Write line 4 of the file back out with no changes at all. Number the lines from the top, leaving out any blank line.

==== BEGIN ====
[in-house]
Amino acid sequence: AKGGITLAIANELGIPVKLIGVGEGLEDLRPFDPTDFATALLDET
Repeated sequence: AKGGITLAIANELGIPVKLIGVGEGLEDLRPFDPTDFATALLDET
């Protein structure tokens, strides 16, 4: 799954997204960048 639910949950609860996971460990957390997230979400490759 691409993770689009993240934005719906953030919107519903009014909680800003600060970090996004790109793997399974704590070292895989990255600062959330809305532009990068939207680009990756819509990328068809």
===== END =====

């Protein structure tokens, strides 16, 4: 799954997204960048 639910949950609860996971460990957390997230979400490759 691409993770689009993240934005719906953030919107519903009014909680800003600060970090996004790109793997399974704590070292895989990255600062959330809305532009990068939207680009990756819509990328068809």